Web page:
This body type is the complete opposite of the ectomorph. Endomorphs easily accumulate and store fat and are much heavier around the midsection and thighs. While they can put on muscle very easily, the same goes for body fat. Generally, this body type is associated with a “pear shape” appearance. Overall their metabolism is slow and therefore they need to pay attention to the food they eat and make a conscious effort to exercise.


A body type we all wish we would have is the mesomorph. Naturally, this body type has a more muscular appearance with a broader chest and wider shoulders. With the addition of low body fat, a tiny waist, this body type gives off an amazingly natural v-taper. It’s very easy for mesomorphs to put on muscle and keep bodyfat at bay. In general, mesomorphs are naturally strong as well. When you think of what a mesomorph would look like, think along the lines of a bodybuilder.


Gaining Muscle


Gain Muscle and Lose Fat


By a show of hands from the IIFYM readership, how many of you desire putting on more muscle mass? That was easy, I don’t see anyone with their hand down. So how do you achieve this feat? It all starts and ends with your nutrition as well as your training. There’s no magic pill unless you decide to go the route of steroids (which I don’t recommend). Sure, you can go the route of testosterone replacement therapy (TRT) depending on your age and natural testosterone levels, but generally, that will only come into play as you age and your natural testosterone production is on the decline—we’ll touch on this more in a minute. Testosterone replacement therapy is also something that is done and controlled under the watchful eye of a doctor, so you simply can’t “self-diagnose” and administer.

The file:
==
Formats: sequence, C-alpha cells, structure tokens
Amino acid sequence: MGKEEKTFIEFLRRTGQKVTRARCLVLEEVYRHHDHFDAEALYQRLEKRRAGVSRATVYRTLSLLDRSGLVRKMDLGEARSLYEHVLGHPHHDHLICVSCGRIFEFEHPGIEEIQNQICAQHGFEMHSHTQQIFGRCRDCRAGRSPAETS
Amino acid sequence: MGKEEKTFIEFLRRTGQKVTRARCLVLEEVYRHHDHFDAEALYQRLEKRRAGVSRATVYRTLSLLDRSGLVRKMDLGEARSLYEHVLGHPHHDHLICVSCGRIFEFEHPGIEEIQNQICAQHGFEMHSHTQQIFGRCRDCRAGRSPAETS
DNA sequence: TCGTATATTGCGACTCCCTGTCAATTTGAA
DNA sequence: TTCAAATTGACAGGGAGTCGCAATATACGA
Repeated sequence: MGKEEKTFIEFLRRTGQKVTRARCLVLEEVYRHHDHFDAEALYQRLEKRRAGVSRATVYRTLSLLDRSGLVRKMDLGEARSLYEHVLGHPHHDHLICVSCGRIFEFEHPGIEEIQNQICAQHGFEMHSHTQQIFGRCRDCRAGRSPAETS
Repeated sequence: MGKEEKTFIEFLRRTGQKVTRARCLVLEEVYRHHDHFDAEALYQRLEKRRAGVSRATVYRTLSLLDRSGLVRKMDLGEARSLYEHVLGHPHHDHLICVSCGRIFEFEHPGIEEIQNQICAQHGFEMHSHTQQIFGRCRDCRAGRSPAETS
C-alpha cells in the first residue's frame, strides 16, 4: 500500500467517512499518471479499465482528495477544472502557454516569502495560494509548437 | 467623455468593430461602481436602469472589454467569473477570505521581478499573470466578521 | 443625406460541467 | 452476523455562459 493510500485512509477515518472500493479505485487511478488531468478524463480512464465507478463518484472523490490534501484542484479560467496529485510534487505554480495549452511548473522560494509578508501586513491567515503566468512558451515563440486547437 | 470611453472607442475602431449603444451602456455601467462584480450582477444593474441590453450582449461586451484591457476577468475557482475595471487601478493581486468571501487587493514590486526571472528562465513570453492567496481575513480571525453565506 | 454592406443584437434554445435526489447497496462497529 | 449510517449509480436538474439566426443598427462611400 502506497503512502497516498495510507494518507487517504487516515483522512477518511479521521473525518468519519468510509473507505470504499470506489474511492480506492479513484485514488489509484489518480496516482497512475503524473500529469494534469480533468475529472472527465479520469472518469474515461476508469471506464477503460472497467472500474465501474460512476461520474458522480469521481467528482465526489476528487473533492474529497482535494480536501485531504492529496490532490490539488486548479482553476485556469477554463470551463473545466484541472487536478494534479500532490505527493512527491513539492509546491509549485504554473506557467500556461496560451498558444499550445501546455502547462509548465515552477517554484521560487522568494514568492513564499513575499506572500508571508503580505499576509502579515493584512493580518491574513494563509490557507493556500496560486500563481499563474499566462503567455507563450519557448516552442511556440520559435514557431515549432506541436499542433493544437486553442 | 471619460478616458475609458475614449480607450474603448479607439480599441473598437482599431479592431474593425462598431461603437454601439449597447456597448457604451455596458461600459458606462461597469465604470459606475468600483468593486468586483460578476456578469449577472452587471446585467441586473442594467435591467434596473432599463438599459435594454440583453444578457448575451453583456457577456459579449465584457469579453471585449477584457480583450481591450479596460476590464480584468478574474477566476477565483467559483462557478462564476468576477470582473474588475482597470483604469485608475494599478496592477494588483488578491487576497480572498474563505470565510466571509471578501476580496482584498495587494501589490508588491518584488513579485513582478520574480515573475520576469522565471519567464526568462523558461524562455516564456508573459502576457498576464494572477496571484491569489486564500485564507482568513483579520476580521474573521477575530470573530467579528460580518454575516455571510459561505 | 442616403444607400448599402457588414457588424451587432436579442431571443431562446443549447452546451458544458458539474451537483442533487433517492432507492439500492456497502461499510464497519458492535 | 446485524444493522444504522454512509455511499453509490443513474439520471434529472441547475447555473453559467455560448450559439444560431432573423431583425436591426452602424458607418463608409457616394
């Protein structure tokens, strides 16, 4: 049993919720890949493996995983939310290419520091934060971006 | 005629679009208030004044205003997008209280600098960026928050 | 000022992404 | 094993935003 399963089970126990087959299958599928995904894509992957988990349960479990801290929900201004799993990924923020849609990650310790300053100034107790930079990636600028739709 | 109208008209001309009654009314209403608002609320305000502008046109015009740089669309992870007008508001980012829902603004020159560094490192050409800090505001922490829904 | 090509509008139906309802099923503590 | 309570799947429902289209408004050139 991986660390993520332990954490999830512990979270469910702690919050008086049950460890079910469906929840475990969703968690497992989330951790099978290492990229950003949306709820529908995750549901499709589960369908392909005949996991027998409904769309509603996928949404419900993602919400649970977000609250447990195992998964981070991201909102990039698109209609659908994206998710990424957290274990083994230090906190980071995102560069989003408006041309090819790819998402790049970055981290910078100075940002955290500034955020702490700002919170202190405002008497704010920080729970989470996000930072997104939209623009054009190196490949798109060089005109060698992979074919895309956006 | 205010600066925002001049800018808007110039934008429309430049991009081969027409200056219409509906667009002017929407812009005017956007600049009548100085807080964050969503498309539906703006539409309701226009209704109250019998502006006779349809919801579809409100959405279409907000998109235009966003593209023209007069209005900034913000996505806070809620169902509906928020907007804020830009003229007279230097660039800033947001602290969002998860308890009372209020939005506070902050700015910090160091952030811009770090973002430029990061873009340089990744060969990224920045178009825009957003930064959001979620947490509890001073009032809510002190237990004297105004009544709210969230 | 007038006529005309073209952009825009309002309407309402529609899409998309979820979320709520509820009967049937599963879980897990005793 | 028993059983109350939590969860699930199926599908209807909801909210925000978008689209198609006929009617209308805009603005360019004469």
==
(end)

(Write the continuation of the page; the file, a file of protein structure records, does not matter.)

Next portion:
Testosterone Replacement Therapy